Of the 18.9 million fishermen in the world, 90% of them belong to the latter category. Most people eat about twice as much food as 50 years ago, and there are four times more people on Earth than in the late 1960s. This is one of the factors that explains why 30% of waters subject to commercial fishing are classified as “overexploited”. This means that available fish water reserves are depleted faster than they can be replaced.
Overfishing has harmful effects on the environment, such as the increase of algae in the water, the destruction of fishing communities, the accumulation of garbage in the oceans and extremely high rates of biodiversity loss. Rising temperatures and unsustainable agricultural practices have caused the growing threat of water and food insecurity and have become one of today's biggest environmental problems. In marine environments, pollution from agricultural runoff (mainly nitrogen and phosphorus) causes enormous damage to ecosystems. On September 2, the Environmental Protection Agency (EPA) released an analysis showing that racial and ethnic minority communities are particularly at risk.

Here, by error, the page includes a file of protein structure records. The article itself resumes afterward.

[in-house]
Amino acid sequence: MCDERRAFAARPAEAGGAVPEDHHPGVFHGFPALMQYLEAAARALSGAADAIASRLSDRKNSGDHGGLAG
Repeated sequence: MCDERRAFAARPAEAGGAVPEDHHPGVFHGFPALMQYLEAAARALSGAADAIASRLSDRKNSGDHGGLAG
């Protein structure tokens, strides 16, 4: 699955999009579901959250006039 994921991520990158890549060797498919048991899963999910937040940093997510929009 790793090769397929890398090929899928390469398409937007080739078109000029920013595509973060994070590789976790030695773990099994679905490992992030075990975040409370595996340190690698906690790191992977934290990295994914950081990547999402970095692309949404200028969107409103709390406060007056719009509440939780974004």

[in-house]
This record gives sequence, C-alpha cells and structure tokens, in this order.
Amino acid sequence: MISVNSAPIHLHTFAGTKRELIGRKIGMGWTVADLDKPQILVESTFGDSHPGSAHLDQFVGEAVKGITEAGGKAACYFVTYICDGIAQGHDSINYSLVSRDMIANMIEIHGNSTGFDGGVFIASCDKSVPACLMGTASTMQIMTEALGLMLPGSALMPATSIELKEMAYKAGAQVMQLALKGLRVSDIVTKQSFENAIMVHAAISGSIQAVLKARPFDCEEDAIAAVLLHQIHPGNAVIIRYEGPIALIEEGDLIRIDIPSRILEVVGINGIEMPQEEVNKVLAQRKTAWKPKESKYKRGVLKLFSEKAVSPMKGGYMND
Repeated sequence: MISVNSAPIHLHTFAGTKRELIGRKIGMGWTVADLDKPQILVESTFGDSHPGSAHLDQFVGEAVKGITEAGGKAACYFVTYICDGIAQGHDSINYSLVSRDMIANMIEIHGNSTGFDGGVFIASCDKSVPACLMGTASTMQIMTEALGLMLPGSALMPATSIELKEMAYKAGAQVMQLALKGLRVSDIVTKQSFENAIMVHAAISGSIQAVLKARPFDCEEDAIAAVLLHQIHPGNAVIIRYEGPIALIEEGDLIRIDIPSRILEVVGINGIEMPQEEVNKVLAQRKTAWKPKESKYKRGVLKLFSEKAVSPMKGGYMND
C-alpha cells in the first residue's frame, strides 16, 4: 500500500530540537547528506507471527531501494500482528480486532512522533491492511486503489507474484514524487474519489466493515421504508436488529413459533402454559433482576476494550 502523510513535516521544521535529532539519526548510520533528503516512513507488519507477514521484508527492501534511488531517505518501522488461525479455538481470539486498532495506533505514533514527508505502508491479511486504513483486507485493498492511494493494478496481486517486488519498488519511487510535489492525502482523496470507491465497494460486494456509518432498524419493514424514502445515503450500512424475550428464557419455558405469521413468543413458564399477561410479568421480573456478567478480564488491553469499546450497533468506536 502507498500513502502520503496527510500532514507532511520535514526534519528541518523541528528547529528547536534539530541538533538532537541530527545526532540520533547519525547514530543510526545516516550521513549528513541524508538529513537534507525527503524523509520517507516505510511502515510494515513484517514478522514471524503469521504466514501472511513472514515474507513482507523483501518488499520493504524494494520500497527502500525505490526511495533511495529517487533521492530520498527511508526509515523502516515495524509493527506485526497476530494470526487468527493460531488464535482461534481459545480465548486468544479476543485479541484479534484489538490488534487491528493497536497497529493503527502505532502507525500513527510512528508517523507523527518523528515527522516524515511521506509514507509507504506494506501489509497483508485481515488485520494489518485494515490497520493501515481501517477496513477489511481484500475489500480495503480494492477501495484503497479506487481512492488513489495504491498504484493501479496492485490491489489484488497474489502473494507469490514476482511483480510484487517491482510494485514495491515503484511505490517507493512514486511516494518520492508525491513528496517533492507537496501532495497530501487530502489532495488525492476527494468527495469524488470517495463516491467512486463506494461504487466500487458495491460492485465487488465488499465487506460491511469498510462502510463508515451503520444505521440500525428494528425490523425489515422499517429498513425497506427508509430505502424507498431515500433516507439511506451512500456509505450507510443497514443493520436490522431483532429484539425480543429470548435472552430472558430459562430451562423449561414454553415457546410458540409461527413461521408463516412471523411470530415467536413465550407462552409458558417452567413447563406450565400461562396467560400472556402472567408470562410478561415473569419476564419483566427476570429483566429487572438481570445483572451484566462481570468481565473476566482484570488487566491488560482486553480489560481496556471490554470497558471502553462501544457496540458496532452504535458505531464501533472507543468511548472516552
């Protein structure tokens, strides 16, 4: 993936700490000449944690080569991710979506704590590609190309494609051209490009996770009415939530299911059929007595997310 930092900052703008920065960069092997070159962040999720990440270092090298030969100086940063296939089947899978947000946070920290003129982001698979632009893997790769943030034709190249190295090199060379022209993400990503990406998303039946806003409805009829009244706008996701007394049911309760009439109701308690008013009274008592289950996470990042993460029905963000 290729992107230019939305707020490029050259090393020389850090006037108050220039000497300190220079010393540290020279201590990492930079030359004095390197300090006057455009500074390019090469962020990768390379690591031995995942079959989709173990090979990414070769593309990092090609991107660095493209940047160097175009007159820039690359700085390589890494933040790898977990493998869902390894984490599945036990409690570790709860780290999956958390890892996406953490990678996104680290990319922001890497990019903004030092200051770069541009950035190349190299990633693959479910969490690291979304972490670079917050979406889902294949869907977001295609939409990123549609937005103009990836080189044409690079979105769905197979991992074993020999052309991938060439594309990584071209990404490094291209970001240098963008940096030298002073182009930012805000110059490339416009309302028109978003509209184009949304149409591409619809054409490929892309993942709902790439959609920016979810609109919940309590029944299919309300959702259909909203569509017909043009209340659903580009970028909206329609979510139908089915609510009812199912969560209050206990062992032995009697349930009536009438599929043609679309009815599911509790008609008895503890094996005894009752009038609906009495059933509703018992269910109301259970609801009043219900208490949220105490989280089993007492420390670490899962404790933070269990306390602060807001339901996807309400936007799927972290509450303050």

The distress caused by drastic environmental change is so important that it has been given its own name of solastalgia. Meanwhile, scientists and environmental activists have proposed solutions that can help people adapt to the health effects of climate change. In recent years, scientists and environmental activists have begun to push for more research on the myriad health effects of climate change. Climate change is the great environmental problem that humanity will face in the next decade, but it is not the only one.
And while the world has been plunged into a deadly pandemic, scientists are once again sounding the alarm that climate change remains the greatest threat to human health in recorded history. . .